A cult fandom has already formed around Steam’s hottest farming game, Stardew Valley. At the center of it all is the game’s designer, Eric Barone. Also known as ConcernedApe, Barone is a beloved figure who is stealing the hearts of virtual farmers everywhere.

Barone made Stardew Valley on his own, and that feat plays a big part in his fans’ narrative. “One guy made this over the course of four years,” is something you will often hear from other Stardew Valley players. “ONE GUY.” It’s an observation tinged with awe and disbelief that a game as massive as Stardew Valley could be made by a single person.

I’ve been playing for nearly 40 hours and have barely scratched the surface. I’ve still got plenty of livestock to unlock, cuties to romance, fish to catch, and mines to explore. I’m on the lower end of the playtime spectrum, too. The game has actively been designed to be played for as long as the player wants, and many people are already clocking in hundreds of hours of game time.

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Stardew Valley costs $15, and that money goes a long way. The game has been out for a little over a week, but the game has already gotten four different updates with a variety of different bugfixes, tweaks, and even added secrets. ConcernedApe made it clear from day one that he was listening to players, and it showed. Shortly after release, many players complained about a quirk relating to the player-character’s walking speed. A day later, ConcernedApe fixed it, along with a bunch of other things people were having trouble with. Two days later, there was yet another patch with more changes.

And if the bigger updates aren’t helping, players feel like they can reach out to ConcernedApe directly to get help:

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Most of his Twitter timeline consists of exchanges like that. The developer directly responds to people, troubleshoots their issues with them. He’s pretty active on Reddit, too.

ConcernedApe has also been building goodwill through the promise of additional content down the line. 4 player co-op is in the works. Additional romance options may be coming, and the combat may get more fleshed out. Right now, he’s mostly focusing on bugfixing, but once he’s done, he says he’s looking to add more “substantial content.” As if the game weren’t massive enough already.

Players have noticed all his hard work. Stardew Valley has an “overwhelmingly positive” rating on Steam. Over in the Stardew Valley subreddit, you can find a ton of posts where players are thanking ConcernedApe for his attentiveness:

If not outright worrying about his well-being:

It’s been a special time for the game’s players. One day, all of what Stardew Valley has to offer will be catalogued in great detail in a Wiki somewhere. For now, though, the game feels so huge and unknowable that first-time players are experiencing the magic of discovery. Think of what it must have been like to be the first players getting to know how Minecraft worked. That’s Stardew Valley, right now. And since the game will continue to evolve and change through updates, there’s the feeling that the $15 price tag is a long-term investment. Even pirates see the value, and feel obligated to legitimately purchase the game to support the developer’s hard work.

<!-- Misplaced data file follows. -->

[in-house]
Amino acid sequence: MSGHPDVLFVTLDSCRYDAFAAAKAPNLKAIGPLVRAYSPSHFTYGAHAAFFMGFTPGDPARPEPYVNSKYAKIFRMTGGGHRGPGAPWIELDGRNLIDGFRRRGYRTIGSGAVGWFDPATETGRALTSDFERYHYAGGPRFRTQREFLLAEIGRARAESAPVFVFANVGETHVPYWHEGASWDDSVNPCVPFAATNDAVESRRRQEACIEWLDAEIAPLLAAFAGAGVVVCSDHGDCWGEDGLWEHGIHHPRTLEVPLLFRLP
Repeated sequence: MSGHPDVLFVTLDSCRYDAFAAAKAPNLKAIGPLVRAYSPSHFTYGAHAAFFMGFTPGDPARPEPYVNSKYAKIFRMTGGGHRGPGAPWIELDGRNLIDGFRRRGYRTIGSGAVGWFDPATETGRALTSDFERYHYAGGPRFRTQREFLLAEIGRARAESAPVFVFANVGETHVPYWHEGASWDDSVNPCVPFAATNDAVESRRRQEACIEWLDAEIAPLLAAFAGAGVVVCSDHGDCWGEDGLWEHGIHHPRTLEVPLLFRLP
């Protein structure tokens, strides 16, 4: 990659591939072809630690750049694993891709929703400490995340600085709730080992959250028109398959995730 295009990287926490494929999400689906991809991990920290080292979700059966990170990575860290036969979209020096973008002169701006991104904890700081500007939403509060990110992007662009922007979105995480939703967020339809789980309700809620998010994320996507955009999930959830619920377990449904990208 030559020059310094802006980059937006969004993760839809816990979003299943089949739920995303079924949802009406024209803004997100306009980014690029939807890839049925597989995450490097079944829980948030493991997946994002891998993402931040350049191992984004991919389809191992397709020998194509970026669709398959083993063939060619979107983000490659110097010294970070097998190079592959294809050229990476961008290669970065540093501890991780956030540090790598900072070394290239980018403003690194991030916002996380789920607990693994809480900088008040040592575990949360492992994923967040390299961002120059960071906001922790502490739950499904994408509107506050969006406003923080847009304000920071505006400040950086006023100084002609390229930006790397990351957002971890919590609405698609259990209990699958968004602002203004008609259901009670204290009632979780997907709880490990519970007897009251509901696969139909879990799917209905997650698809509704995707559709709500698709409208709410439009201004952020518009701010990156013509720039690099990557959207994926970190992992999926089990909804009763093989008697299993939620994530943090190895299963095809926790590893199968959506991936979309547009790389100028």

ConcernedApe is just the sort of singular creative figure video game audiences are hungry for. People want more Hideo Kojimas, or at least, they want the myth of Kojima. We want auteurs who allow us to marvel at seeing their strong, clear visions brought to life within a video game. We want to feel like the digital worlds we explore have an attentive god who actually took the time to handcraft every single stone, tree, and river—or in this case, every single pixel—just for us. To play Stardew Valley is to feel loved, or at least grateful, that somebody cared enough about the player to make a game with so many small, whimsical details.

ConcernedApe’s approach to development isn’t particularly unique. Any game launch is ‘all hands on deck’ time for a developer, triple-A or scrappy indie alike. This brand of community outreach is also common for small teams who can’t just farm out bugfixes to a QA department.

Stardew Valley has the benefit of narrative, though. It’s not just that one guy built this humble game that’s tearing up the Steam charts, or that PC gamers were probably hungry for a Harvest Moon-type game. It’s also about the nature of the game itself. Stardew Valley is all about farming. Think about the image that brings up: I picture a humble guy, in overalls, tending to his crops day in and day out. It’s hard work, sweltering under the sun and tending to his soil, but he’s growing something real and nutritious, not that junk you can buy at a fast food place.

Farming is decent, honest work, and it’s easy to see ConcernedApe as a decent, honest worker. He tends his game, always listening to his customer’s needs, taking the time to personally respond to individual complaints. He stands in contrast to the factory farms and corporate business of his big-budget competitors, rolling up his sleeves and doing his best to grow something good. In an era where people are constantly feeling vaguely screwed over by big-budget video games, it’s a narrative a lot of us can get behind.